Aug. 27. Among other birds that we have lately seen for the first time, this day a solitary gannet (pelicanus bassanus) approached us, but soon disappeared. It is about three feet in length; the body white, excepting the tips of the wings, which are dark brown; the tail wedged; the beak and quill-feathers black. While the female of this species of pelican is engaged with incubation, the male provides food, and brings it to her. This consists principally of herrings and sprats. In the bag, under his bill, he is able to carry four or five herrings at once. In proof of the affection which some of the feathered tribes occasionally manifest towards one another, the following statement was made by one of our respectable officers on board, and he assured us that the circumstance came within his own knowledge. On the island of Natividad, in the South Seas, one of the pelicans frequenting there had received some injury, which maimed a wing, and disabled it from flying or diving. The unfortunate bird must have perished speedily, had not other pelicans, of the same species, regu-larly foraged for it, and day by day brought a supply of various kinds of small fishes from the sea, which they disgorged before it, and left for their invalid companion to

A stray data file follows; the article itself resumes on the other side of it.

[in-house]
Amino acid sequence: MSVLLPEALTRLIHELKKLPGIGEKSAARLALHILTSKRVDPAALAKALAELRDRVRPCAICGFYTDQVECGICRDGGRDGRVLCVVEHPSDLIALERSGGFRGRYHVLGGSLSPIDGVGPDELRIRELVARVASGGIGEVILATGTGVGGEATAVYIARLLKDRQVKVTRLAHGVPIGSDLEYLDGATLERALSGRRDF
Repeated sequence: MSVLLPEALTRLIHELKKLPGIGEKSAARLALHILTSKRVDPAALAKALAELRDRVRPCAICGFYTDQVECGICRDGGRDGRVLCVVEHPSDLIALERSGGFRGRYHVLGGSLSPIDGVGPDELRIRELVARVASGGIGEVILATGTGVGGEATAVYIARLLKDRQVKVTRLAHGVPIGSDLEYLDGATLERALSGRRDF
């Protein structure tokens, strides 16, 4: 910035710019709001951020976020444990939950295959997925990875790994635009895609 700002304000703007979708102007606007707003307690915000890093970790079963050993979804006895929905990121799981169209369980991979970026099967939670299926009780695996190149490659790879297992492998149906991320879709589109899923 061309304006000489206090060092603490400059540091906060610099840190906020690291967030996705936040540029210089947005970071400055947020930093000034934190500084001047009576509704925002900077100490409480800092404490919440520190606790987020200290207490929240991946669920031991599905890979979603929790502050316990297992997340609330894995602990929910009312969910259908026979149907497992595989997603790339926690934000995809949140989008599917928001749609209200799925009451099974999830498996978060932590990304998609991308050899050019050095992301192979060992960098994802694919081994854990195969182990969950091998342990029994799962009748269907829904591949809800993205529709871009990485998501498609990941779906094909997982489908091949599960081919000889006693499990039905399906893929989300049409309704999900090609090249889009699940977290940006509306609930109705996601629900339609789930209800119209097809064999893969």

When the sailors discovered this, they often watched the opportunity, and robbed the poor creature of its charitable subsistence—making many a good meal of what was compassionately intended for the cripple, that could not help itself, much less avenge its wrongs.